Also, Sports Illustrated swimsuit models are very frequently airbrushed with colorful designs that may as well be tattoos. And, hey, they still look good! Admittedly, though, I do mean good enough for this so-called Sports Illustrated thing that neither I nor anyone else has ever even heard of.
Athletes are no different from models.
They’re actually completely different, aside from the general lack of body fat.
It’s unfortunate that too many young athletes are too unenlightened to approach the game like a business. They resist almost all ideas that would put more money in their pockets. They have to be forced to do the little things that would help them make more money.
You know, I’d argue the more unfortunate trend is that young athletes are encouraged to be all about the business end of things. Not to say that they shouldn’t be coached and expected to be as professional as possible, but treating the game strictly like a business leads to athletes with no real personalities of their own — just soulless shills for their sponsors, driven by the desire to squeeze a few more dollars rather than enjoying themselves and their status as some of the best athletes in the world in one of the most physically taxing sports leagues in the world. Isn’t there a certain purity in a player who would rebuff sponsors and, instead, get all tattooed and kick ass on his own terms?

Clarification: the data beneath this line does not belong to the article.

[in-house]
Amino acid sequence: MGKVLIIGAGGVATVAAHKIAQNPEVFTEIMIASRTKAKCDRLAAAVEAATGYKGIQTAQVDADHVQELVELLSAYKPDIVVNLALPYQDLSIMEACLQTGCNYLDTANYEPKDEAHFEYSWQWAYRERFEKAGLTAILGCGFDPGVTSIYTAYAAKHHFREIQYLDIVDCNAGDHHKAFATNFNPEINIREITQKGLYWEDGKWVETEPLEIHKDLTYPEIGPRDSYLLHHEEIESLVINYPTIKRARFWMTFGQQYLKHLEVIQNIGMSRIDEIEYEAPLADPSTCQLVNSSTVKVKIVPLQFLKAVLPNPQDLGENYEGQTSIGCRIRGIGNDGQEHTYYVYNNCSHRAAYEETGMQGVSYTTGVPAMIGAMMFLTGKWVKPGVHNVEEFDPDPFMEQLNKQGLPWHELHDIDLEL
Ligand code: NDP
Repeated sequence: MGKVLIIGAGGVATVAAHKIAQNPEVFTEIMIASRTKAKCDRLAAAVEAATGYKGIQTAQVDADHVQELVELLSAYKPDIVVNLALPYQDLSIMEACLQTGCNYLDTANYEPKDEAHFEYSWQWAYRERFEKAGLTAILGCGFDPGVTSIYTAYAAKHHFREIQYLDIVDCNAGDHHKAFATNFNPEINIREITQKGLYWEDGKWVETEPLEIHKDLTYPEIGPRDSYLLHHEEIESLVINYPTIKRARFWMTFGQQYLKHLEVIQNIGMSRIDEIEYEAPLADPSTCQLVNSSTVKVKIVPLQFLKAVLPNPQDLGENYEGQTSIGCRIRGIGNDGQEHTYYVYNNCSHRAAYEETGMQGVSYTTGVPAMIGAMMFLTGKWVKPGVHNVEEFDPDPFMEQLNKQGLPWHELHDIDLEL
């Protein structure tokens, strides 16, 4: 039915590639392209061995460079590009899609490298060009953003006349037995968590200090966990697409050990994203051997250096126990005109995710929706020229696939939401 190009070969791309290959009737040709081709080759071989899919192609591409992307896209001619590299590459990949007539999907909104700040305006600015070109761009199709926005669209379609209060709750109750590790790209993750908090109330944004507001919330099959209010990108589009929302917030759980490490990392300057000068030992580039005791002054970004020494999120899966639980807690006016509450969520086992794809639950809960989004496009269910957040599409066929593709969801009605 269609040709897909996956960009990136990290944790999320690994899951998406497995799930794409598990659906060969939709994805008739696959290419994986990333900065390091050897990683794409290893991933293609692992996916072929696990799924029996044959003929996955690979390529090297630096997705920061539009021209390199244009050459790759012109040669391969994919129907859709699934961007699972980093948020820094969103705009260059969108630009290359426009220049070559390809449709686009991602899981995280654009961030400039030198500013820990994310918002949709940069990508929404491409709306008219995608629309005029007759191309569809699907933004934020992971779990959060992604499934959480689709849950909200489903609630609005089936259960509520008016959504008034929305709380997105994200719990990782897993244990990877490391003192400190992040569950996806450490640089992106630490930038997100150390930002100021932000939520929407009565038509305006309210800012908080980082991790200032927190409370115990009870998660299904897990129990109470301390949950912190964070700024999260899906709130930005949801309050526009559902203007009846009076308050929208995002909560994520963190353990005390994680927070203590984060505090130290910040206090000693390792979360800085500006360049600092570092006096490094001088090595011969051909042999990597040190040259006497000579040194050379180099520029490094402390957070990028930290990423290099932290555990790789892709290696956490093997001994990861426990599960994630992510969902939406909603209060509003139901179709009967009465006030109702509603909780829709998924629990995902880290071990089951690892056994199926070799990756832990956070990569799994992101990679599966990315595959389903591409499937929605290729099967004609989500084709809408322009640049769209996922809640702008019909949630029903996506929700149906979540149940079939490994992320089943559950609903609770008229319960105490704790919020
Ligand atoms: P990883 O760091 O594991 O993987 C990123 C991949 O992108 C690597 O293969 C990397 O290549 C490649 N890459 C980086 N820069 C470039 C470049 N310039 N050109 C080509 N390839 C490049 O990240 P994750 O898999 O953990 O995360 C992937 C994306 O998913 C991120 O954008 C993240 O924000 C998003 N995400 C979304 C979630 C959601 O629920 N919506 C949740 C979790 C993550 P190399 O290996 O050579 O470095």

Growing NBA ratings is what’s best for the players in the long term. Adopting a non-prison-ready appearance would help everyone in the league earn more money. But no one will talk about it.
Ratings were high all season long, even when these miscreants and ruffians were still in action. Also, the idea that, “no one will talk about it” is as absurd as it is incorrect: just a few seasons ago, NBA commissioner David Stern instituted a new policy that required all players not playing on a particular day to follow a fairly strict dress code and to not wear “street clothes,” which is kind of the same thing, right?
Maybe Stern (correctly) assumed that, considering how many of the league’s elite players have tattoos — I would wager it’s somewhere around 99% — it would be idiotic to tell them to, you know, not get them? Or to punish the ones that do? Wouldn’t that be worse for business — to water down the talent pool to just the ink-free — than letting these goddamn thugs and circus freaks just play basketball?